Carbon pricing is growing up but still needs support from its parents

This week I’m in sunny Barcelona for the Carbon Expo, the world’s largest event on carbon pricing, emissions trading, and climate finance. There are an impressive 2,000 people from all over the world attending the event. The crowds were particularly noticeable when all gathered together to pass through metal detectors on the opening morning.

The heightened security was the result of the King of Spain, Felipe VI, welcoming the delegates alongside senior officials from the World Bank, United Nations, and a number of other national and local government organisations.

It was enthusing to hear, in the run up to the crucial Paris climate change conference this December, yet another head of state express that climate change is the greatest challenge our society faces today. And the sense of momentum is palpable, coming just one week after the strong ambition expressed by Francois Hollande.

The Expo has been running annually since 2004, making this its twelfth edition. But speaking with a colleague – who first attended the Expo six years ago, in the run up to the Copenhagen climate change summit – I am told that the event was about ten times the size back then, with vehicles needed to take attendees between different exhibition halls.

Indeed, people were very excited about its birth of carbon pricing as a market mechanism – primarily in the form of cap and trade schemes, or carbon taxes – to encourage sustainable development. They were full of hope about what it might achieve in the future.

But it seems that today carbon pricing is in the middle of a difficult adolescence, uncertain of what it will be when it matures and grows up. The Australian government repealed its carbon tax and proposed emissions trading scheme in 2014. And the cost for a tonne of carbon under the EU Emissions Trading Scheme is less than a third of its peak in 2008.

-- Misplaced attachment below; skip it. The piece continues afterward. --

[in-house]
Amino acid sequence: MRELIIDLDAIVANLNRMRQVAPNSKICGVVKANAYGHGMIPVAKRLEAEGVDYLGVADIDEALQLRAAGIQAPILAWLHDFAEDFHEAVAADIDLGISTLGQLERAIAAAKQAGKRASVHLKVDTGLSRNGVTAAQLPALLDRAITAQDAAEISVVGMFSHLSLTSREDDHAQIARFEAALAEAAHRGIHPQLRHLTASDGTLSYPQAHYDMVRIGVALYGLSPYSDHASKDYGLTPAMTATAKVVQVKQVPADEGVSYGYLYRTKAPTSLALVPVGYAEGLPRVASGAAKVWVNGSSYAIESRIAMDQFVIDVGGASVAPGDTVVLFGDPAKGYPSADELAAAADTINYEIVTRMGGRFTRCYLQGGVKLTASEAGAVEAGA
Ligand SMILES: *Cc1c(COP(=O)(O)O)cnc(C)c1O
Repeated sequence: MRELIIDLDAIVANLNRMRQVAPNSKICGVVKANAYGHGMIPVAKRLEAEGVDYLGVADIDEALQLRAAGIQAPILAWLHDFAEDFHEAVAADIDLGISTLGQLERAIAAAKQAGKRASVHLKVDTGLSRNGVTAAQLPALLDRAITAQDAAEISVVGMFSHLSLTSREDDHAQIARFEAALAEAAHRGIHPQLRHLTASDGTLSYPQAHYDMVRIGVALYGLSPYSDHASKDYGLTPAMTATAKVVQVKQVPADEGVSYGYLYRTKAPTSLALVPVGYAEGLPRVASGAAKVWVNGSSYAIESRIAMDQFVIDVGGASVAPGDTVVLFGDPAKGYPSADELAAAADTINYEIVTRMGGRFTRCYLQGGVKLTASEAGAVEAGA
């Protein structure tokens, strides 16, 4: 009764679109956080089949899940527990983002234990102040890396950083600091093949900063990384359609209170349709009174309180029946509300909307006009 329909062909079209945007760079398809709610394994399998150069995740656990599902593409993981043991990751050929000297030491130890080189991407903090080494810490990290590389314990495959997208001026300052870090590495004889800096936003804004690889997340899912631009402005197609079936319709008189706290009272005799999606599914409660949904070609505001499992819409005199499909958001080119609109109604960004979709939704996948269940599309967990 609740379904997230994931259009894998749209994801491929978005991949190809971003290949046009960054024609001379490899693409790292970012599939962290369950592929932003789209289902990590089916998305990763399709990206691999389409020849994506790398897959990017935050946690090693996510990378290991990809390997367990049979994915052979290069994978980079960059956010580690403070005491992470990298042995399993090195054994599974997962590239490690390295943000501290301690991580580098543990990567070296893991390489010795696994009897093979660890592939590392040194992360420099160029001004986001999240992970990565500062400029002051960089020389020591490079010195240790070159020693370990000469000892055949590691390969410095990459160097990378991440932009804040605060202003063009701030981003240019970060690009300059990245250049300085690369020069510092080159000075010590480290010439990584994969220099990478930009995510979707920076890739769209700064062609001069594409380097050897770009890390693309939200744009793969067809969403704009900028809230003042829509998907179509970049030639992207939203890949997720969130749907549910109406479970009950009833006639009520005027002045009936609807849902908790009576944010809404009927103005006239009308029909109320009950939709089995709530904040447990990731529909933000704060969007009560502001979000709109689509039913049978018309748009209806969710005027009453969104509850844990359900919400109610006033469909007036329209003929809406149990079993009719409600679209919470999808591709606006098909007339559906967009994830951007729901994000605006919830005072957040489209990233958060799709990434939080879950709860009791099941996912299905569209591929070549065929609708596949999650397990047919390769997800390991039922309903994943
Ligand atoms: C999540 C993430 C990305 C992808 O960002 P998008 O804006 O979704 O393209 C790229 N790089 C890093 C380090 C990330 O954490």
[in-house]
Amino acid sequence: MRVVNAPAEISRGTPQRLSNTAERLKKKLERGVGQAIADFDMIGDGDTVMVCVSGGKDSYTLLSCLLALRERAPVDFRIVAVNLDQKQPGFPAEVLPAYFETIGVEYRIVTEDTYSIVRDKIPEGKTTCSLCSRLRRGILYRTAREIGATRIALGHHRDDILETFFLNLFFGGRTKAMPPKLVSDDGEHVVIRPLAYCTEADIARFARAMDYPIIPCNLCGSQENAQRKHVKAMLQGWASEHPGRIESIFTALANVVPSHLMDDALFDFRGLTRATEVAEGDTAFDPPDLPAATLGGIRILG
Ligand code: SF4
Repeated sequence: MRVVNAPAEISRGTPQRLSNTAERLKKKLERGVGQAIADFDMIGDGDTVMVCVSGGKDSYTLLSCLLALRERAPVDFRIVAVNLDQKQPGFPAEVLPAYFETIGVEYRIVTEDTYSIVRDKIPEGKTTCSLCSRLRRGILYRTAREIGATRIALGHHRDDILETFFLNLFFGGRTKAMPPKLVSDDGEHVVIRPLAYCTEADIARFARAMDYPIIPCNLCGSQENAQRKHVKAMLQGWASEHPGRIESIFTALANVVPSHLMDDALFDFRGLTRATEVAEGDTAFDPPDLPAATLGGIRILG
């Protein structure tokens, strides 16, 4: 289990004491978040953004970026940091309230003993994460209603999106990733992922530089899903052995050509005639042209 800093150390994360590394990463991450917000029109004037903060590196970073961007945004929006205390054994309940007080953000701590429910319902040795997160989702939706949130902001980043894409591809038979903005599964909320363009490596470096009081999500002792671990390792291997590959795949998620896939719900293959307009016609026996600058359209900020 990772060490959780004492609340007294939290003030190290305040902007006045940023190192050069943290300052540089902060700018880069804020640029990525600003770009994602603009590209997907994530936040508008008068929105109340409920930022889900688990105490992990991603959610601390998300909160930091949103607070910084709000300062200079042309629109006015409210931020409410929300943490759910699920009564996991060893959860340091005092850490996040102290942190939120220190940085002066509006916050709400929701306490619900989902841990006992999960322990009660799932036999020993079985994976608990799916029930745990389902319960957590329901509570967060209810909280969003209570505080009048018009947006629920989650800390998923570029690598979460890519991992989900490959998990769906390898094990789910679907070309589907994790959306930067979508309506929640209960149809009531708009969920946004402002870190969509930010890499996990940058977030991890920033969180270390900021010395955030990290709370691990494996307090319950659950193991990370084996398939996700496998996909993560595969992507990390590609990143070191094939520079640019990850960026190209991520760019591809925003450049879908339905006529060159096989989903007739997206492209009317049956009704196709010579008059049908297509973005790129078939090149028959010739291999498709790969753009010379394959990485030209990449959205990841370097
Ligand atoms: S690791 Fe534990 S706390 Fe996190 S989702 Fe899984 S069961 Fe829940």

Perhaps the reason that fewer people are attending and exhibiting is that the expected lucrative commercial opportunities in carbon trading did not last long. The market experienced an initial boom period with high demand, particularly for the purchase of credits under the Clean Development Mechanism established by the Kyoto Protocol. But then came a bust. After the financial crisis then lower productivity meant that the caps set on cap and trade schemes became more achievable, so the cost of carbon plummeted.

The leading example is the EU Emissions Trading Scheme, which is the world’s largest carbon market, up and running since 2005. In 2008 the market was buoyant and a tonne of carbon was trading at €34 a tonne. Then came the financial crisis. By 2014 the market was in the doldrums, at around €8 a tonne, although it has picked up slightly since thanks the introduction of a back-loading mechanism to solve oversupply issues, and the proposed Market Stability Reserve starting in 2019.

There are, however, very positive signs that with the right nurture and support that the carbon pricing can meet its as-yet-unrealised potential, playing a key role in the transition to a sustainable, low carbon economy.

Despite Australia’s exit, new schemes have more than filled the gap. In the past year we have seen Mexico, France, Korea, and Portugal introduce new carbon pricing, as well as the provinces of Hubei and municipality of Chongquing in China on a sub-national level. Chile and South Africa have also announced new carbon taxes that are not yet implemented. And Quebec and California are planning to link their emissions trading schemes.

In fact carbon pricing now covers around 12 percent of all global carbon emissions – from Kazakhstan to California. The total amount of emissions covered by initiatives has tripled over the past decade and are now worth around $50 billion.

This is good news, but it is also not enough. According to a survey undertaken by PWC of members of the International Emissions Trading Association then prices are expected to rise to an average of over €18 a tonne between 2020 and 2030. China is also expected to have a full national scheme operational by 2020, although the price may be less than that in Europe currently. The challenge is that a price of around €30 is believed to be required to drive a meaningful shift to lower carbon business.

Carbon pricing could help us create a brighter, cleaner future. But it needs to grow up fast. When the price is right, and the rules are properly enforced, then market forces can be incredibly powerful. Businesses are supportive, and an increasing number of large corporates – such as Microsoft, BP, Mars, and Disney – are starting to prepare by introducing internal carbon pricing into their planning and decision-making.

But to succeed then carbon pricing needs support from its parents – the international institutions and governments that have set a price on carbon – to give an extra helping hand by providing certainty and stability for the market. This will help the awkward, adolescent carbon pricing mechanisms to fully mature and succeed in fulfilling their potential.